NASA officials expect to officially kick off development in February of a multibillion-dollar observatory recycling a grounded top secret spy satellite telescope capable of studying dark energy and directly resolving planets around other stars.
The WFIRST mission will launch in the 2020s as NASA’s next flagship-class astrophysics observatory following the James Webb Space Telescope set for liftoff in 2018.
Paul Hertz, head of NASA’s astrophysics division, said the mission’s formulation phase is due to begin in February after WFIRST passed a mission concept review in December. The formulation milestone is a year ahead of schedule after Congress sped up WFIRST with extra funding in recent budgets.
“This budget [passed in December] lays out funding for WFIRST of $90 million in the current fiscal year, and it also directs us to move forward toward starting the WFIRST project,” Hertz said 4 January in a presentation to a group of astronomers and astrophysicists charged with advising NASA strategic science programmes.
The $90 million appropriated to the WFIRST project this year is much more than NASA’s $14 million budget request. The space agency had internally planned to pass WFIRST’s formulation gate in 2017.
Lawmakers also awarded extra funding to WFIRST in 2014 and 2015, and NASA spent the money to infuse technology development for the observatory’s two main instruments, a multipurpose wide field imager and a coronagraph to see dim planets contrasted against the bright light of stars.
“Two years ago, we laid out a set of milestones for the technology development necessary for both the wide field detector technologies and the coronagraph technologies,” Hertz said. “We have made every one of our milestones on schedule so far. That doesn’t mean we’re in the clear, but that means the team is working hard.”
NASA has put the peak spending years on JWST behind it, opening up the agency’s astrophysics budget to gradually ramp up work on WFIRST, the next in a line of marquee telescopes with a lineage tracing from Hubble to Chandra, Spitzer and JWST.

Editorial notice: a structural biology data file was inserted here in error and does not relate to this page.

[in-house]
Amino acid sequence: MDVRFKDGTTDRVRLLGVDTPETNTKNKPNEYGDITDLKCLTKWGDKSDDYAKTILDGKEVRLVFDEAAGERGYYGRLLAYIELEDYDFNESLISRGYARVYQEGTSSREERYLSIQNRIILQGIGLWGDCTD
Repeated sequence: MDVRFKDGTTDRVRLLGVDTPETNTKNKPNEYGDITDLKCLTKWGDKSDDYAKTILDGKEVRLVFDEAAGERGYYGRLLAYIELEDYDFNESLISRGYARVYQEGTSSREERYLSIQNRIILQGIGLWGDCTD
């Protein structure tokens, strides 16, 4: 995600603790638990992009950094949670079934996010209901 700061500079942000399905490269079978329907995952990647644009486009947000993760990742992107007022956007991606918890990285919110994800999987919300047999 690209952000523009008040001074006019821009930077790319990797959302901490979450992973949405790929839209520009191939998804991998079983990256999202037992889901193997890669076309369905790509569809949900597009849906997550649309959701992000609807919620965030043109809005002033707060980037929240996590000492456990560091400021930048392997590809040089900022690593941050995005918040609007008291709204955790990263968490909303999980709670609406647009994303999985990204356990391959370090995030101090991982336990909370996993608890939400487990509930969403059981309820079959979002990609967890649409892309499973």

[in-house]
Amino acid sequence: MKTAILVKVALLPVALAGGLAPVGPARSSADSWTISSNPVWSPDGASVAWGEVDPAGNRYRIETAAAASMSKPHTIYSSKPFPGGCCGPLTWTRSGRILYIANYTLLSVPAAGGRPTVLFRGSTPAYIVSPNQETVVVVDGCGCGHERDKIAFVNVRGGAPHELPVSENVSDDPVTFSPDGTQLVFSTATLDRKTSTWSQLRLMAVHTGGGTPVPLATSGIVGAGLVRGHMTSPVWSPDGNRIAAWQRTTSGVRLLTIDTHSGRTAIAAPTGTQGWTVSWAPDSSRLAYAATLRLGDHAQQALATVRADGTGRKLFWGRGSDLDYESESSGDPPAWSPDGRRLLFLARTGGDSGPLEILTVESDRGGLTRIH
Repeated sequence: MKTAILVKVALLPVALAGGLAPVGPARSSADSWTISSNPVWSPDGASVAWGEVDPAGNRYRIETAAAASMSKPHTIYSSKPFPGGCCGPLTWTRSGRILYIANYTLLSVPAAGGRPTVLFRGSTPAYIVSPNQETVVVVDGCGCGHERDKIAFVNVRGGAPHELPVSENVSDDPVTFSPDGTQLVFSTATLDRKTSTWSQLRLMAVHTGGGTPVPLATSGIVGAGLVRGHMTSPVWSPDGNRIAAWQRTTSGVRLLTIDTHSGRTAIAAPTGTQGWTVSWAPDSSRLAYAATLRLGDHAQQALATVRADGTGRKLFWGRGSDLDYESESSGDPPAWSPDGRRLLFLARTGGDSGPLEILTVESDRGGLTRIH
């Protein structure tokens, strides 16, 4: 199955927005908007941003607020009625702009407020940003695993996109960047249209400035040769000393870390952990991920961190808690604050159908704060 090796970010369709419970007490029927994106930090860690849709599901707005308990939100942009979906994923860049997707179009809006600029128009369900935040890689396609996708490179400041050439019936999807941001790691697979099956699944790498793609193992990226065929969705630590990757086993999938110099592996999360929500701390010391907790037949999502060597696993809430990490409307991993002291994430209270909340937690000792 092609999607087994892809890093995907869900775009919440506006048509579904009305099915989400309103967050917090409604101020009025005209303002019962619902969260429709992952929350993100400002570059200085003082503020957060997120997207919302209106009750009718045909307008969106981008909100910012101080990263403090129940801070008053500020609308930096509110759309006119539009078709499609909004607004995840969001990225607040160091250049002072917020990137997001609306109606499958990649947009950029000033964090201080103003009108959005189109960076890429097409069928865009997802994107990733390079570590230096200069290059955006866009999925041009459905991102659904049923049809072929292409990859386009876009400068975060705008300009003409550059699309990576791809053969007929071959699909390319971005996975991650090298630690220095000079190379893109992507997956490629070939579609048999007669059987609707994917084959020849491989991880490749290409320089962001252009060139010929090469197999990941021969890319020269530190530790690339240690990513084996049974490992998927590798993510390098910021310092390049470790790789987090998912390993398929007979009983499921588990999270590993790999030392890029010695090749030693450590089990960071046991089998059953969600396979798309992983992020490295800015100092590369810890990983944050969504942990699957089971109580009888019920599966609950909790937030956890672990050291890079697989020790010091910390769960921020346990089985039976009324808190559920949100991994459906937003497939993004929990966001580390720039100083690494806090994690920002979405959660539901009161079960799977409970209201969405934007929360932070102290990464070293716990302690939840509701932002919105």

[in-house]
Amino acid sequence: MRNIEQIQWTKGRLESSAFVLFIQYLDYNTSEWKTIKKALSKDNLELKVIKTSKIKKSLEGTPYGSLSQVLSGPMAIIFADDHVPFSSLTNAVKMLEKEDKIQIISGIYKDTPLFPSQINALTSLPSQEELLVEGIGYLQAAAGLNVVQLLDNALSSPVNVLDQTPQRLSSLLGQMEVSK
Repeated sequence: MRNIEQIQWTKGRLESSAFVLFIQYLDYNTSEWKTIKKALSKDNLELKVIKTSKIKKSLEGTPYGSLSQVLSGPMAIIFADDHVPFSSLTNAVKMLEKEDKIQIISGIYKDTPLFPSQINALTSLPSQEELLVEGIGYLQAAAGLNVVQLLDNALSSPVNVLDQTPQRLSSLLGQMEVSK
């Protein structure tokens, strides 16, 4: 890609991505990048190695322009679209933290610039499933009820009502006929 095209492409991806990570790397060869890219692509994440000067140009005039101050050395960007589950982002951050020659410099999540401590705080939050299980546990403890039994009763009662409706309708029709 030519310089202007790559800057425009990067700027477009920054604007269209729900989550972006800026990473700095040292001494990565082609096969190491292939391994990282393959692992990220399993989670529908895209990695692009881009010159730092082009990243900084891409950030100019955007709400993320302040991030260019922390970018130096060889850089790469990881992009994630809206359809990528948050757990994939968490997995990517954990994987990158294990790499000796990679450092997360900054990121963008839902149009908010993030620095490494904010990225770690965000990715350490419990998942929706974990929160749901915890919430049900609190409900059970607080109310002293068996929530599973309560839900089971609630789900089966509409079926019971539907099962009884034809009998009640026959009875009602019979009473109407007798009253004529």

WFIRST stands for the Wide-Field Infrared Survey Telescope, a mission with a preliminary cost projection of up to $2.3 billion. It is designed to enable new research into the expansion of the universe, the distribution of exotic dark matter, and faraway solar systems.
For astronomers, the advancements to be introduced by WFIRST are like giving the Hubble Space Telescope peripheral vision.
With a launch date scheduled for no earlier than 2024, WFIRST is baselined for a six-year mission at the L2 Lagrange point, a gravitationally stable location about a million miles from Earth in the direction away from the sun, Hertz said.
WFIRST’s telescope is already built. The National Reconnaissance Office, the U.S. government’s spy satellite agency, gave NASA two surplus telescopes originally manufactured to fly on clandestine surveillance missions for for the intelligence community.
The telescopes’ primary mirrors are 2.4 metres (7.9 feet) in diameter, the same size as the primary mirror aboard Hubble. The mirror set to fly on WFIRST is nearly twice the diameter as the telescope in the observatory’s original concept.
The spy optics will give WFIRST much better vision, but the telescope’s bigger size means it needs a larger spacecraft and rocket, adding to the observatory’s cost. But it would cost even more if NASA developed the 2.4-metre telescope from scratch, according to agency officials.
A wide field instrument on WFIRST will take pictures with sharpness comparable to imagery from Hubble, but with 100 times the field of view. WFIRST will see the cosmos in near-infrared wavelengths, overlapping with a segment of of the spectrum observed by Hubble and JWST, which is even more sharp-eyed in narrow vision than WFIRST.
But WFIRST can survey a wider swath of the sky to study the universe at a larger scale.
WFIRST was the top recommendation for NASA’s astrophysics program in a National Research Council decadal survey released in 2010. The agency’s policy is to follow cues from the science community encapsulated in the decadal survey reports.
The observatory will also carry a stellar coronagraph, the first such device ever flown in space, to blot out the bright light of stars to directly image planets lurking nearby. Direct imaging will allow astronomers to begin measuring the structure and composition of exoplanets, a key step in determining whether the worlds are habitable.
NASA’s Kepler space telescope, the most prolific planet-hunter to date, is unable to detect exoplanets unless they cross in front of their parent star and temporarily dim the starlight.
WFIRST could discover about 20,000 exoplanets itself, according to a March 2015 report by the mission’s science definition team. So far, Kepler data have contributed to the discovery of about 1,000 worlds around other stars.
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